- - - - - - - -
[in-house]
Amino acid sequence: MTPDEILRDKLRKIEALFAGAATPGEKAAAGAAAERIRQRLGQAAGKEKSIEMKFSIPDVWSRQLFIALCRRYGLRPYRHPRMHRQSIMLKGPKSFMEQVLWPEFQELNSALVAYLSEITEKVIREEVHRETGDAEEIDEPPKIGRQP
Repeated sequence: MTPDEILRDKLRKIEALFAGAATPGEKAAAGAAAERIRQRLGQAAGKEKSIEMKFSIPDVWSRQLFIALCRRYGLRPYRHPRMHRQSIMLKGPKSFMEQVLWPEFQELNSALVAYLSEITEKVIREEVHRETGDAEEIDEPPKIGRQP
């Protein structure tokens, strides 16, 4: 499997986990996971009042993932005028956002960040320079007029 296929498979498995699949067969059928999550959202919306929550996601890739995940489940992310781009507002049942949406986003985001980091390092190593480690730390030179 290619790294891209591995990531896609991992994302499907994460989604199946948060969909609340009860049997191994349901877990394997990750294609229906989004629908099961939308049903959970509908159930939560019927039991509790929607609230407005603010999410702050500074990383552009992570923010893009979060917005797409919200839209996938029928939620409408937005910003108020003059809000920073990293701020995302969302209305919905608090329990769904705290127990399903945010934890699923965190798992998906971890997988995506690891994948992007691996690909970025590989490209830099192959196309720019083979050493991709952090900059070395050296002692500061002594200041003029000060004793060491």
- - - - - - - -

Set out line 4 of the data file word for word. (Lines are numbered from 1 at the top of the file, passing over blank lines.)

């Protein structure tokens, strides 16, 4: 499997986990996971009042993932005028956002960040320079007029 296929498979498995699949067969059928999550959202919306929550996601890739995940489940992310781009507002049942949406986003985001980091390092190593480690730390030179 290619790294891209591995990531896609991992994302499907994460989604199946948060969909609340009860049997191994349901877990394997990750294609229906989004629908099961939308049903959970509908159930939560019927039991509790929607609230407005603010999410702050500074990383552009992570923010893009979060917005797409919200839209996938029928939620409408937005910003108020003059809000920073990293701020995302969302209305919905608090329990769904705290127990399903945010934890699923965190798992998906971890997988995506690891994948992007691996690909970025590989490209830099192959196309720019083979050493991709952090900059070395050296002692500061002594200041003029000060004793060491």